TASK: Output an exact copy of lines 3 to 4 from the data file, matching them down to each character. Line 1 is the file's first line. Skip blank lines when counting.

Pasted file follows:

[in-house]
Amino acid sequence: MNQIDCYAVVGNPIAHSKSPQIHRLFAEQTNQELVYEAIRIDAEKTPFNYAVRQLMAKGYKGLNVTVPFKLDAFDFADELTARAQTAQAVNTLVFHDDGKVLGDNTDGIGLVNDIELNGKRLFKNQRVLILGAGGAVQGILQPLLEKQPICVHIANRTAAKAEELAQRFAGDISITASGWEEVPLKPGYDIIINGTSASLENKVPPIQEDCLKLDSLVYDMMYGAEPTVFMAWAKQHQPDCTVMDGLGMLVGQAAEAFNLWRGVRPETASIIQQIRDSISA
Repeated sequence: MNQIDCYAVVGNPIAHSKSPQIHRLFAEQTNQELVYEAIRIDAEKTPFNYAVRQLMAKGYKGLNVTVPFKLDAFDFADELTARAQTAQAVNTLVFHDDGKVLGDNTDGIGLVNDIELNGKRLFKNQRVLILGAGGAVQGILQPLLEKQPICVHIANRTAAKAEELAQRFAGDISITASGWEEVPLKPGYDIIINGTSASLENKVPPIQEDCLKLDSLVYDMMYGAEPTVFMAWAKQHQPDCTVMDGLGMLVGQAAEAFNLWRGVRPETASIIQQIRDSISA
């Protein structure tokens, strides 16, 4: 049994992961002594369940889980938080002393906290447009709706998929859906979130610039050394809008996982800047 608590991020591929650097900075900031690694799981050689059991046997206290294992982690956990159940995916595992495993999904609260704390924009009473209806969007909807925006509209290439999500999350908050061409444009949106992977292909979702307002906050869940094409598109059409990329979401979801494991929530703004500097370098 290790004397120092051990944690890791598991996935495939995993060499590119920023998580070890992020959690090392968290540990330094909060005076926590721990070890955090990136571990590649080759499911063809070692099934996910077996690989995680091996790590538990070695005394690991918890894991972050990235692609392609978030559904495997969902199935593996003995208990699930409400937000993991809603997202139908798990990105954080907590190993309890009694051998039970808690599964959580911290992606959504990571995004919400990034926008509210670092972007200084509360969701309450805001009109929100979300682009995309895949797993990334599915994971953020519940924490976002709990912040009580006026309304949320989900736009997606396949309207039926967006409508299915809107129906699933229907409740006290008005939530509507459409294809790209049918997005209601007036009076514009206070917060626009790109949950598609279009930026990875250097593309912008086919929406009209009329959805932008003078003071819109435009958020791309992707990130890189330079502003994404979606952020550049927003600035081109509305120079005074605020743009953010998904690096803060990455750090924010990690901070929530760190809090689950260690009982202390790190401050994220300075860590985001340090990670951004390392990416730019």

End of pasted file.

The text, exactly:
Repeated sequence: MNQIDCYAVVGNPIAHSKSPQIHRLFAEQTNQELVYEAIRIDAEKTPFNYAVRQLMAKGYKGLNVTVPFKLDAFDFADELTARAQTAQAVNTLVFHDDGKVLGDNTDGIGLVNDIELNGKRLFKNQRVLILGAGGAVQGILQPLLEKQPICVHIANRTAAKAEELAQRFAGDISITASGWEEVPLKPGYDIIINGTSASLENKVPPIQEDCLKLDSLVYDMMYGAEPTVFMAWAKQHQPDCTVMDGLGMLVGQAAEAFNLWRGVRPETASIIQQIRDSISA
């Protein structure tokens, strides 16, 4: 049994992961002594369940889980938080002393906290447009709706998929859906979130610039050394809008996982800047 608590991020591929650097900075900031690694799981050689059991046997206290294992982690956990159940995916595992495993999904609260704390924009009473209806969007909807925006509209290439999500999350908050061409444009949106992977292909979702307002906050869940094409598109059409990329979401979801494991929530703004500097370098 290790004397120092051990944690890791598991996935495939995993060499590119920023998580070890992020959690090392968290540990330094909060005076926590721990070890955090990136571990590649080759499911063809070692099934996910077996690989995680091996790590538990070695005394690991918890894991972050990235692609392609978030559904495997969902199935593996003995208990699930409400937000993991809603997202139908798990990105954080907590190993309890009694051998039970808690599964959580911290992606959504990571995004919400990034926008509210670092972007200084509360969701309450805001009109929100979300682009995309895949797993990334599915994971953020519940924490976002709990912040009580006026309304949320989900736009997606396949309207039926967006409508299915809107129906699933229907409740006290008005939530509507459409294809790209049918997005209601007036009076514009206070917060626009790109949950598609279009930026990875250097593309912008086919929406009209009329959805932008003078003071819109435009958020791309992707990130890189330079502003994404979606952020550049927003600035081109509305120079005074605020743009953010998904690096803060990455750090924010990690901070929530760190809090689950260690009982202390790190401050994220300075860590985001340090990670951004390392990416730019």